by Katrina Diamond
About Ben Silverman, Founder & Chairman
Ben Silverman announced a partnership with IAC, led by industry veteran Chairman & Senior Executive Barry Diller, in July 2009 to launch a new company, Electus, which will capitalize on the ever-evolving world of multimedia production and distribution. Prior to launching Electus, Silverman served as Co-Chairman of NBC Entertainment and Universal Media Studios from June 2007 to 2009.
As founder and former CEO of Reveille, Silverman is executive producer of the Emmy Award-winning NBC comedy The Office and the Golden Globe-winning comedy Ugly Betty, co-creator and executive producer of the hit NBC reality show The Biggest Loser as well as co-creator and executive producer of the critically acclaimed The Tudors for Showtime.
Sorry to disrupt your regularly scheduled day, but we have some must-read report & forecast for all our users in broadcast or advertising!
The Disruptive Media Conference at NAB, produced in partnership with Digital Media Wire, gathered ‘broader-casters’ who oversee the digital and interactive divisions within their companies to explore developments in online video, mobile and branded entertainment. he two half-day programs cover disruptive media as well as more traditional OTT technologies and how these are impacting business models for distribution and consumer engagement.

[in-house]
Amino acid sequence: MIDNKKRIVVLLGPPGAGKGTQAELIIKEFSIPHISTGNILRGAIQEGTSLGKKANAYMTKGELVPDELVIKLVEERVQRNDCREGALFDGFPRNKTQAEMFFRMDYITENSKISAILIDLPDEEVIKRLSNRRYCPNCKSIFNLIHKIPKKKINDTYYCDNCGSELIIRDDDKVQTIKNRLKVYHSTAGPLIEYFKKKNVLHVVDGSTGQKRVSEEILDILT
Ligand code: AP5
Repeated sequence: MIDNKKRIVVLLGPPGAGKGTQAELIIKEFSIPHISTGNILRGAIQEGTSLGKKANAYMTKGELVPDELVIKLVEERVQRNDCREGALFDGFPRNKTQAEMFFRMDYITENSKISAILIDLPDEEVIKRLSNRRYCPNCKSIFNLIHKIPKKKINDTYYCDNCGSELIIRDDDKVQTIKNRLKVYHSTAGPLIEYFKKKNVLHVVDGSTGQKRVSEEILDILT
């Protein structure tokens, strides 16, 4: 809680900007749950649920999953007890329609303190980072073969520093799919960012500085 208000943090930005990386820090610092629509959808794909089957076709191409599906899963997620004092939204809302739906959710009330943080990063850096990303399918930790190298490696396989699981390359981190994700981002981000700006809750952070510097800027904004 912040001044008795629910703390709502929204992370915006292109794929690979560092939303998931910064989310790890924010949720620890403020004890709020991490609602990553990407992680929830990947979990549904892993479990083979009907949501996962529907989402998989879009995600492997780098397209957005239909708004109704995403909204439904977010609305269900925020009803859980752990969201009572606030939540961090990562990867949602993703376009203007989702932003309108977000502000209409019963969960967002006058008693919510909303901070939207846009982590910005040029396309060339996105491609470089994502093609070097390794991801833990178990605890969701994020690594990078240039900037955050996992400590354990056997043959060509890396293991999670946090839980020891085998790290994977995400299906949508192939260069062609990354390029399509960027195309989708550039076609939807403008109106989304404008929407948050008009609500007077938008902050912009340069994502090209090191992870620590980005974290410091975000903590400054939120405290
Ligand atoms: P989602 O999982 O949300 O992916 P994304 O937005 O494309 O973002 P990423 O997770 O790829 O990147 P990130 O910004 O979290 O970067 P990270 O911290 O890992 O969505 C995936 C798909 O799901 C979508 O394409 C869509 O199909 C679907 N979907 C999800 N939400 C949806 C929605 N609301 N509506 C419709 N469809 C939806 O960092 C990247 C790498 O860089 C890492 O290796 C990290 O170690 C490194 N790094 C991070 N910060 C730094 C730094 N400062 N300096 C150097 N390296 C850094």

Kicking off the conference was none other than Ben Silverman, Founder & Chairman of Electus. (For those who don’t know, Electus is a next generation studio enabling premium content creators to engage with advertising and technology partners at the inception of the creative process and partner on the finished product across a global and multi-platform distribution model.)
The keynote questions were prompted by the savvy moderator, Julia Boorstin of CNBC.
THE CURRENT CONDITIONS
First on deck, what the heck is Disruptive Media? Ben calmly explained, for purposes of this lecture, it’s where social taps into broadcast.
TV is still the culture-maker it transcends from mothers to sons, bringing the family together to watch a program. However, there is nothing truly connecting broadcast with social media.
But it’s starting Electus is teaming with Dwayne “The Rock” Johnson on TV and social media competition series The Hero. The show will lead a search for the next great hero by setting ordinary people on a high-stakes global adventure. On this new reality program, casting is done 100 percent entirely online via social platforms.
Where do you, as a broadcaster, identify with the content? Fashion Star, airing on NBC now, features reps from Macy’s, Saks Fifth Avenue and H&M. In real-time, buyers can bid on design and the next day, consumers can actually buy the designer’s creations.
In this example, the broadcaster remains central to the project, acting as the essential lynchpin to the show; NBC drives the show and still approves all programming and relationships. And, NBC gets a piece of revenue from ALL of it. As innovation and opportunities increase, don’t fight over scraps or pieces of the pie.
The volume of content consumed via television, social and online is up.